On Tour with Eric Clapton
Released: March 1970
Recorded: December 7, 1969
Peak: 29 US, 39 UK
Sales (in millions): --
Genre: blues rock
Song Title (Writers) [time] (date of single release, chart peaks) Click for codes to singles charts.
Total Running Time: 42:35
3.920 out of 5.00 (average of 15 ratings)
About the Album:
Delaney and Bonnie were “a hot commodity build around a volatile marriage” JR-47 between Delaney Bramlett and Bonnie Lynn O’Farrell. “George Harrison passed through Hollywood hoping to hear them, and back in England he passed their record [1969’s Accept No Substitute] to Eric Clapton.” JR-47
They toured as the opening act for Blind Faith and ended up “blowing his headliners off the stage.” JR-27 When Blind Faith finished their American tour, Clapton stayed in the U.S. to hang out with Delaney while the rest of the band went back to England. “Despite all the money that had come his way, Clapton felt burned out by his experience with both Cream and Blind Faith, and his disgust with the star charade was deepened by observing and listening to George’s unhappiness with the Beatles.” JR-71 “Clapton preferred the company of the Bramletts and their band to his own group” JR-28 and “was now going to be just a journeyman player in an up-and-coming band.” JR-71
As Clapton said, “I joined Delaney’s band because I was in total awe of him, and I thought everyone else should see this. I knew I had the drawing power, even then. I could make the public aware of them just by putting my name on the bill.” JR-72 In addition to Clapton, Harrison and even Mick Jagger had come to regard Delaney & Bonnie as “being the best band in the world.” JR-73
Leon Russell was instrumental in assembling the lineup which worked with Clapton for the On Tour with Eric Clapton album. He played on the TV show Shindig with Delaney Bramlett and brought his friend Carl Raddle who he’d known since high school, in as a player on Delaney & Bonnie’s second album.
Russell was also part of the famed session players known as the Wrecking Crew who played on Jan & Dean’s “Surf City,” and Bobby “Boris” Pickett’s “Monster Mash” JR-42 and met drummer Jim Gordon. JR-45 Gordon had played with Glen Campbell, Judy Collins, Bobby Darin, the Everly Brothers, Gordon Lightfoot, the Monkees, the Righteous Brothers, and Andy Williams. JR-46
Bobby Whitlock had hung out at Stax Records and was mentored by legendary guitarist Steve Cropper and bassist Donald “Duck” Dunn. When Stax signed Delaney & Bonnie, Cropper ended up playing with them. JR-40 Radle and Gordon came via Leon Russell.
Guitarist Dave Mason was also part of the proceedings. He got his start as a roadie for the Spencer Davis Group when Steve Winwood was the lead singer and then went on to form Traffic with Winwood. As part of Delaney & Bonnie, he and Clapton treated audiences to good-natured shuffles and short riffs of the kind championed by the Band’s Robbie Robertson” JR-74 instead of the “furious solos associated with Cream, Blind Faith, and Traffic.” JR-74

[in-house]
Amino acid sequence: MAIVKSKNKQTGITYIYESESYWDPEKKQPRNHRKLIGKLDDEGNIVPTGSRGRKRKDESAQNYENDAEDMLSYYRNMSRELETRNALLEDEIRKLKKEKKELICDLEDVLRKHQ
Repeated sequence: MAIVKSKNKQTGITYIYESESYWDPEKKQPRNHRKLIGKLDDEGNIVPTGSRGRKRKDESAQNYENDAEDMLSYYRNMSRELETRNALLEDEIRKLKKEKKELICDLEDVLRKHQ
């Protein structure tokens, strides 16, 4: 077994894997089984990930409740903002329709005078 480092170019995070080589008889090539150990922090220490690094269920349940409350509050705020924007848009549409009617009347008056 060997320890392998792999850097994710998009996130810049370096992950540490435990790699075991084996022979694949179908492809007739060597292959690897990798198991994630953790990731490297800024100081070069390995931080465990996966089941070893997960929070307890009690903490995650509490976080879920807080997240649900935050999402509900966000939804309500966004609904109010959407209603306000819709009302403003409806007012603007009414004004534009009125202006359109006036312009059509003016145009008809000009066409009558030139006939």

This live album was recorded at Croydon. It “is not only the peak of Delaney & Bonnie's output, but also the nexus in the recording and performing careers of Eric Clapton and George Harrison. On Tour with Eric Clapton features the guitarist performing the same blend of country, blues, and gospel that would characterize his own early solo ventures in 1970. He rises to the occasion with dazzling displays of virtuosity throughout, highlighted by a dizzying solo on I Don't Want to Discuss, a long, languid part on Only You Know and I Know, and searing, soulful lead on the beautifully harmonized Coming Home.” AMG
“Vocally, Delaney & Bonnie were never better than they come off on this live set, and the 11-piece band sounds tighter musically than a lot of quartets that were working at the time, whether they’re playing extended blues or ripping through a medley of Little Richard songs. It's no accident that the band featured here would become Clapton's own studio outfit for his debut solo LP, or that the core of this group — Bobby Whitlock, Carl Radle, and Jim Gordon — would transform itself into Derek & the Dominoes as well; or that most of the full band here would also comprise the group that played with George Harrison on All Things Must Pass and at the Concert for Bangladesh, except that the playing here (not to mention the recording) is better. Half the musicians on this record achieved near-superstar status less than a year later, and although the reasons behind their fame didn't last, listening to their work decades later, it all seems justified.” AMG
Notes: A four-disc box set was released in 2010.
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First posted 3/31/2008; last updated 11/9/2021.
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